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    By the sounds of it I'd probably stick with making your uni choices and trying to meet you offer for Imperial as that's the one you prefer. This way you push your decision another 6 months - you can just tell unis in August you no longer wish to go there (or wish to defer your offer, which they'll normall let you do).

    It seems like you're good at maths, but have never had to work much to get good results and don't wish to work too hard with it either; a degree in maths will mean you have to put in work to pass, but with a lot of ability and attending lectures etc. it is presumably 'easier' than a degree where you need to read lots of books and learn facts.

    Personally I think looking at a gap year is a good idea, but if you can't think of anything to do then it's not a good idea; no point in sitting at home doing nothing or working in Tesco's 9-5 and hating that... I'm not saying you should, but if you're good enough at poker you could play that during a gap year as well. (I play a bit for fun as well, and I know of quite a few mathmos that do so)

    As said above, university maths is a bit different to A-level. The thing most like university maths that you can meet at this level I'd say is STEP questions.
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    Gap year?
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    Quick, branch off into physics. We need you! : )
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    Just do it. In time you will learn to love it.
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    If you end up going to Imperial, doing a subject you barely like, having to do those ridiculous hours.....you'll live to regret it OP.

    For the sake of your sanity - do something you love - don't have your head solely on the career prospects.
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    Mathematics at university is very different to how you are finding the subject at school. If you harbour a strong dislike for it, then I recommend you do not pursue the subject at University.
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    Three choices:
    a) Maths at university might become very enjoyable for you: you're around professors who love their subject and you're mingling with students who are passionate about Maths. Teaching styles will also be different and you will be introduced to other sides of Maths that you may not have met in high school and may end up loving at university.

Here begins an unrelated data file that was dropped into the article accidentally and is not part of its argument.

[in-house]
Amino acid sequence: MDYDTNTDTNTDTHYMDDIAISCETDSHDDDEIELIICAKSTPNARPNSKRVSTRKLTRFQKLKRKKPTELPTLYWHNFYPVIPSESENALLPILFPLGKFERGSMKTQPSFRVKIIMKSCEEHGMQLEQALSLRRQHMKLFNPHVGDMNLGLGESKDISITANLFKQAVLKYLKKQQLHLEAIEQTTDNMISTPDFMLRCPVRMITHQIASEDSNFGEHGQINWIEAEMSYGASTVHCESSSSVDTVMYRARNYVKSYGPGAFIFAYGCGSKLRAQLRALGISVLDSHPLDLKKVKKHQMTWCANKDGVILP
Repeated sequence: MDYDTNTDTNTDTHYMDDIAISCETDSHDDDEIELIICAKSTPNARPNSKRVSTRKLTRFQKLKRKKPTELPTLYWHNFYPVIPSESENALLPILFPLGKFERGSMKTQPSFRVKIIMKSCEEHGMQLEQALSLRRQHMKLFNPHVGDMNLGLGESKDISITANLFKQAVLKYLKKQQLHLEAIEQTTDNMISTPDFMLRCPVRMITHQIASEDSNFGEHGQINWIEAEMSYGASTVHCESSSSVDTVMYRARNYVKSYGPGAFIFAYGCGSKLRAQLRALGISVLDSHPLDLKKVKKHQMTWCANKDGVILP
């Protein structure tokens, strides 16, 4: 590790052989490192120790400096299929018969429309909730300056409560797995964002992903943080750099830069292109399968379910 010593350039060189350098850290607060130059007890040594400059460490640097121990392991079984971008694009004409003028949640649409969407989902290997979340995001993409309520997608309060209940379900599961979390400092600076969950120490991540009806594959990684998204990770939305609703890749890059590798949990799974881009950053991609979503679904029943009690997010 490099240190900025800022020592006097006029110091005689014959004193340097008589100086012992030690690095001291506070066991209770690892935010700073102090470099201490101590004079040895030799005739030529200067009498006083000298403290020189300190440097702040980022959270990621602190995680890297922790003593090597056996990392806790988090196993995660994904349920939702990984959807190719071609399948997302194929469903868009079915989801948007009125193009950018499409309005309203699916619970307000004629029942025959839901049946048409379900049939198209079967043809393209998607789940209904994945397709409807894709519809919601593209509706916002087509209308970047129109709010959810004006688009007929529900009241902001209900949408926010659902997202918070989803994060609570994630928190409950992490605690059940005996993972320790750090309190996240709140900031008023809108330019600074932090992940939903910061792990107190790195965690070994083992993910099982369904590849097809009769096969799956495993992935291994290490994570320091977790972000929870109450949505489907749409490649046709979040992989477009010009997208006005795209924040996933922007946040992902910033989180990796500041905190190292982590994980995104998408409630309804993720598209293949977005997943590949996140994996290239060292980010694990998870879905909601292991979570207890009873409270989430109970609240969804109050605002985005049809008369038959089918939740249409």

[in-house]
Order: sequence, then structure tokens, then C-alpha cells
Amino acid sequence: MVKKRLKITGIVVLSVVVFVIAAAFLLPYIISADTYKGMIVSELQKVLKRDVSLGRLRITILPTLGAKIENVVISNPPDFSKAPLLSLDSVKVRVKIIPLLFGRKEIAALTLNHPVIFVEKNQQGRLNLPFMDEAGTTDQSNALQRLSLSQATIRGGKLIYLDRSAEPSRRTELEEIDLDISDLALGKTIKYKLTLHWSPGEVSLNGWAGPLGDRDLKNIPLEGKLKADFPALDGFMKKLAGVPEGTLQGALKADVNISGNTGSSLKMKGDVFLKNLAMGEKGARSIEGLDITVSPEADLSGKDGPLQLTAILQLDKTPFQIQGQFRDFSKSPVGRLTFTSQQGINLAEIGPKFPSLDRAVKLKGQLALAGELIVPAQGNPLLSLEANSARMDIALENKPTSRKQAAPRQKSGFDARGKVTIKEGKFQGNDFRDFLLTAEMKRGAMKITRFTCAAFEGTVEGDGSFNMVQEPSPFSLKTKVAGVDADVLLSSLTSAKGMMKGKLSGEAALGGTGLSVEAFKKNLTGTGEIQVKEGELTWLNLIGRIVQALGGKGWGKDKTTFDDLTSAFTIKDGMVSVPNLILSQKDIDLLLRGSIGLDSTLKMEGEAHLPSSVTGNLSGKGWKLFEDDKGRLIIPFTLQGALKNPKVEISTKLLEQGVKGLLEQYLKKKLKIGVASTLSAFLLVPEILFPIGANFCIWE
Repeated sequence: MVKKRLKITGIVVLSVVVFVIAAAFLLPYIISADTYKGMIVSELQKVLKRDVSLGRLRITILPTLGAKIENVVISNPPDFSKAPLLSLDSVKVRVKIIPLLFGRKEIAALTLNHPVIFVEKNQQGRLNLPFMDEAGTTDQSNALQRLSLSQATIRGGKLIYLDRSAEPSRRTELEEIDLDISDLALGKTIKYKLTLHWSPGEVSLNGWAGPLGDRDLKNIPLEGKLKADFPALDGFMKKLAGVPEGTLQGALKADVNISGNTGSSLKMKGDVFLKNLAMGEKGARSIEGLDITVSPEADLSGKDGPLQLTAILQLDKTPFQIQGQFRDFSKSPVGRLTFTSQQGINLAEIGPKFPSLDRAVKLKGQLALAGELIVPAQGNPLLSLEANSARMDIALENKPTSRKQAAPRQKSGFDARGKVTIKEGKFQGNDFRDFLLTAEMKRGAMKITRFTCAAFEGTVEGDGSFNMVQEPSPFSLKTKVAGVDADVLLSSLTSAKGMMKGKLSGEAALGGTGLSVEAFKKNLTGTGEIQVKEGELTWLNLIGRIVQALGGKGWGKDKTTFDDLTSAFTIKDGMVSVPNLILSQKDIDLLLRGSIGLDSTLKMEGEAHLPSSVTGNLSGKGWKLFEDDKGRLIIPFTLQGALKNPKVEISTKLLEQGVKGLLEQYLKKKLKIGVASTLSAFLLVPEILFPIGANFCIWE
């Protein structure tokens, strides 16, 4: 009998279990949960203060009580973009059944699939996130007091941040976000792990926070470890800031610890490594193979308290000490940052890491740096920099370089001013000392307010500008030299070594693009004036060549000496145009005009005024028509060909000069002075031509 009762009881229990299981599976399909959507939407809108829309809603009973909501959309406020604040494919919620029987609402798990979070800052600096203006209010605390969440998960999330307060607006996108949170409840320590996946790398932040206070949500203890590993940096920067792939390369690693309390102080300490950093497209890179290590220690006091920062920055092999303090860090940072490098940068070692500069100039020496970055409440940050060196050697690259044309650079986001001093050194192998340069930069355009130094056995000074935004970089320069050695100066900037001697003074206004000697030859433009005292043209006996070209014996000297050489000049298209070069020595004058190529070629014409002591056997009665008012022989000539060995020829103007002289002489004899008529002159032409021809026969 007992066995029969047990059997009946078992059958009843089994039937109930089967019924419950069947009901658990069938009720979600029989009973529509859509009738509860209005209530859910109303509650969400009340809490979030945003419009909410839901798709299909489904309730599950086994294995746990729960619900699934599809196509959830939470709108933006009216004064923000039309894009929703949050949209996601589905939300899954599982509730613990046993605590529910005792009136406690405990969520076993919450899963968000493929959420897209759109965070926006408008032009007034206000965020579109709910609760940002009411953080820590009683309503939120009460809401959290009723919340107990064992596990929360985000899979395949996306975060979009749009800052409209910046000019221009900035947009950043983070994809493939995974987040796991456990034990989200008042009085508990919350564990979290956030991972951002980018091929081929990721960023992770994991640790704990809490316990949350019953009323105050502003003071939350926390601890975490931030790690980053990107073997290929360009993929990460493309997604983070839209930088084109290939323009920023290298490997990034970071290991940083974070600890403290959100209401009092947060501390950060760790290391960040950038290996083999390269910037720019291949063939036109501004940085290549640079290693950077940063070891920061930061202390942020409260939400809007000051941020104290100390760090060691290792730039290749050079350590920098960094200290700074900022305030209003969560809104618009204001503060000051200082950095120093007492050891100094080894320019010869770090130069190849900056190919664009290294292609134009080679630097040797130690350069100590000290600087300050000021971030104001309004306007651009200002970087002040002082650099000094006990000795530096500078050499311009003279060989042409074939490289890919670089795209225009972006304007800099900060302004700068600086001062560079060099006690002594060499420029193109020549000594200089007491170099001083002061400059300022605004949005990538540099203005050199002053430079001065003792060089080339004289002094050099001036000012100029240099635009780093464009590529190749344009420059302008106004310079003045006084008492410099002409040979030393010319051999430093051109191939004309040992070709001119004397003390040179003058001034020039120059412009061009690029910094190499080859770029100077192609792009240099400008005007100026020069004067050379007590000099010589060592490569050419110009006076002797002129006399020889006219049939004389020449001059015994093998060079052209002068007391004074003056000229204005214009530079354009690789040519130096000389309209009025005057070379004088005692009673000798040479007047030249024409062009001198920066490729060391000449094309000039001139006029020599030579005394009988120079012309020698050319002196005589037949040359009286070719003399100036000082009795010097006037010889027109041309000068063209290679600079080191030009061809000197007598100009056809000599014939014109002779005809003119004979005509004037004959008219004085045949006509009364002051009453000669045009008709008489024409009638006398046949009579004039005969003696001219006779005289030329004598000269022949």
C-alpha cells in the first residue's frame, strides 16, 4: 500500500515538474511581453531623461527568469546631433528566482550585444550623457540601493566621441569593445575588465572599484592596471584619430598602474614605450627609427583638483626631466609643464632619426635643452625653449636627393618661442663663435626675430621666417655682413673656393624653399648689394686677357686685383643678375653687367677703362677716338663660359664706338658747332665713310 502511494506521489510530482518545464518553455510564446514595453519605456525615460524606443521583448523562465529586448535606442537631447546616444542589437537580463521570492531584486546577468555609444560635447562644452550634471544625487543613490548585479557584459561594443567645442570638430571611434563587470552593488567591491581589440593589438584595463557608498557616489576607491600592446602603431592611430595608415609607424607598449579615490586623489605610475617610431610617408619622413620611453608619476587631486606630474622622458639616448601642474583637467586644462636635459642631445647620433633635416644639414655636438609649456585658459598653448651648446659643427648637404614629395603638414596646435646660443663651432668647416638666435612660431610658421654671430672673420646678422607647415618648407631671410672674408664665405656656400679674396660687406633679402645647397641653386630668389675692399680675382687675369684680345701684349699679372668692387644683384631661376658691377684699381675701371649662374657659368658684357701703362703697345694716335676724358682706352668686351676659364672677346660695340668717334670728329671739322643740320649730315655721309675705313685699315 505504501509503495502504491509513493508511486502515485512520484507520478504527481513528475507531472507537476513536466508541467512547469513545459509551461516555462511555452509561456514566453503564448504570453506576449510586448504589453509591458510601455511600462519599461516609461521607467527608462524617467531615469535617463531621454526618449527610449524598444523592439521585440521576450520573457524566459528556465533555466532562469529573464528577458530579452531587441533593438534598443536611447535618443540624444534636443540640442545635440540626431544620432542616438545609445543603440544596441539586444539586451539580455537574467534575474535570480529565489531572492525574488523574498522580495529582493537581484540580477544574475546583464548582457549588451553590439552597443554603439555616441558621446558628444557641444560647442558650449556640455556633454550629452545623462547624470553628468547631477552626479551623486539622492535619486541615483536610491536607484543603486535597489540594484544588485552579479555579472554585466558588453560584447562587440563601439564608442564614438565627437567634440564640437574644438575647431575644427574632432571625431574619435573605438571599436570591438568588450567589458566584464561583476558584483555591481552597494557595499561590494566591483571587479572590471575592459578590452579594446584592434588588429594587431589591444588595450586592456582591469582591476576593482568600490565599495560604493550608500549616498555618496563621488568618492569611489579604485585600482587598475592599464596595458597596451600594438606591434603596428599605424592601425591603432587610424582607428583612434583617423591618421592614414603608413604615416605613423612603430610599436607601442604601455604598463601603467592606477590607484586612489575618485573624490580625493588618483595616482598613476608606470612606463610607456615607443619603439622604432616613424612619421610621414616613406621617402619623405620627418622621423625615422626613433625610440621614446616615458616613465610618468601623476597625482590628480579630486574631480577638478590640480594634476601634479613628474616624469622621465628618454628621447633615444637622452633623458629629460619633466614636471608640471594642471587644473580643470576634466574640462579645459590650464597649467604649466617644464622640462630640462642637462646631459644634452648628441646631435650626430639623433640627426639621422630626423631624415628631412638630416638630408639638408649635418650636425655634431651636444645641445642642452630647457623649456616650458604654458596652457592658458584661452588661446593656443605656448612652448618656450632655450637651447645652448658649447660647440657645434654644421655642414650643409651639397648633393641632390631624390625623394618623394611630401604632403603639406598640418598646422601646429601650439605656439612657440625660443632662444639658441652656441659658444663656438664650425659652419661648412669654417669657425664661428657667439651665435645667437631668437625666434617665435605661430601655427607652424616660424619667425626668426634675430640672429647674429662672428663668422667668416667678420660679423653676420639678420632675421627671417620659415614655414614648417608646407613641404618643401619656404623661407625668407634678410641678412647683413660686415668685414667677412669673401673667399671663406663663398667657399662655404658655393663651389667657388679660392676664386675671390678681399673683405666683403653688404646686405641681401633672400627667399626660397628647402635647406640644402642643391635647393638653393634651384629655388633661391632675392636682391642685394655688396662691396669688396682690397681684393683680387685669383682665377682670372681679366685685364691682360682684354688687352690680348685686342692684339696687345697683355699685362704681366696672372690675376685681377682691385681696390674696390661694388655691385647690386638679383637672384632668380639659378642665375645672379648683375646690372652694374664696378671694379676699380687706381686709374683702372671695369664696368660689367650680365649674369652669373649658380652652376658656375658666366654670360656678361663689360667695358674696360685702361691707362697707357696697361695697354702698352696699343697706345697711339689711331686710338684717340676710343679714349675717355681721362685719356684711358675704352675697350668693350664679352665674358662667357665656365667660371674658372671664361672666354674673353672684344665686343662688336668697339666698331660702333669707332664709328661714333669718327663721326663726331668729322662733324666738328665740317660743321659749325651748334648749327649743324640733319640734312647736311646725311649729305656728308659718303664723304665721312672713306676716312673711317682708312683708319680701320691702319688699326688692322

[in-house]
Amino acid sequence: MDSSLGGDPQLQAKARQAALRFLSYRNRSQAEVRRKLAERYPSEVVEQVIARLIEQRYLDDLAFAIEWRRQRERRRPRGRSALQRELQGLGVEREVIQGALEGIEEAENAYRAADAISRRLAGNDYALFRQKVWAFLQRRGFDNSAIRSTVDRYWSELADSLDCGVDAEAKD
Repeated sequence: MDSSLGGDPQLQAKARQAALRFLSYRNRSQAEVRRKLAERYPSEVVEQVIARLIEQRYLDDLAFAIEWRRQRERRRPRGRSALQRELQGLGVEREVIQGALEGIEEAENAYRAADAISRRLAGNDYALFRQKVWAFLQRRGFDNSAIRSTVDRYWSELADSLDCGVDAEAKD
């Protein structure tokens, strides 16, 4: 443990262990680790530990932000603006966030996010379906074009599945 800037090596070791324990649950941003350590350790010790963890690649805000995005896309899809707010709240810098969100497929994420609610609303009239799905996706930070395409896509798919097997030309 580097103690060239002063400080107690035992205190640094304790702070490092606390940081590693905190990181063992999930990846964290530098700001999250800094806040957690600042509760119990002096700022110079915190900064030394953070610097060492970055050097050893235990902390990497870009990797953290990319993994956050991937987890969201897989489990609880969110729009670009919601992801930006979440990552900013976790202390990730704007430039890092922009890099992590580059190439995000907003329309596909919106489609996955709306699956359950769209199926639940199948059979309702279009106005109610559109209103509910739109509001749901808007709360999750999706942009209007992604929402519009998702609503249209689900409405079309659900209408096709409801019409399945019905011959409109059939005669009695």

b) You could go to university and ask to switch courses if you still don't think maths is for you when you're there.
    c) Take a gap year (only if you know exactly what subject you would prefer to study)
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    Do it. If you hate maths and you're great at it, imagine how good you'll be at something you'll enjoy?
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    (Original post by Josh Jones)
    and Music. Careers in music are non-existent and Physics is even worse than Maths.
    check this guy and this guy[early life section]..
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    You dont know what to do, your influenced by your parents, and you fear that which you havent tried, a gap year.

    I think its hard for you to argument "What could i possibly do in a gap year" what couldnt you do in a gap year, plan out travelling, special work, developing as a person, becoming more independent, whatever just do something with your time but most importantly of all.

    You should take a Gap year because clearly you dont know what you want to do, and you expect the idea to fall from the sky and enlighten you, it wont, you will have to research every career you find attractive, what education it entails, write down the plusses and minusses and investigate it.

    Once you finally have considered for a longer period what career choice fits you best you might finally revel.

    Do Not Start ANY course simply because "what else should i do?" and rush head first into a university degree. If it comes to either starting a degree while uncertain, or slowing down the tempo for one year to ascertain with yourself what you want, i hope you realize it is better to make the right choice for your own pleasure early on, do not rush it, it is hard.
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    stick to what you love doing, seriously.
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    (Original post by popcornmaster)
    Just get out of it.
    That is what I did although not at the same level, at GCSE I ignored my teacher for two years listened to music throughout the lessons and got an A* everyone expected me to continue at A level and further but I just couldn't face, it was never challenging enough so I lost interest and became bored far too quickly. Do something you'll be happy doing, then work out the technicalities...well that is what I'm doing anyway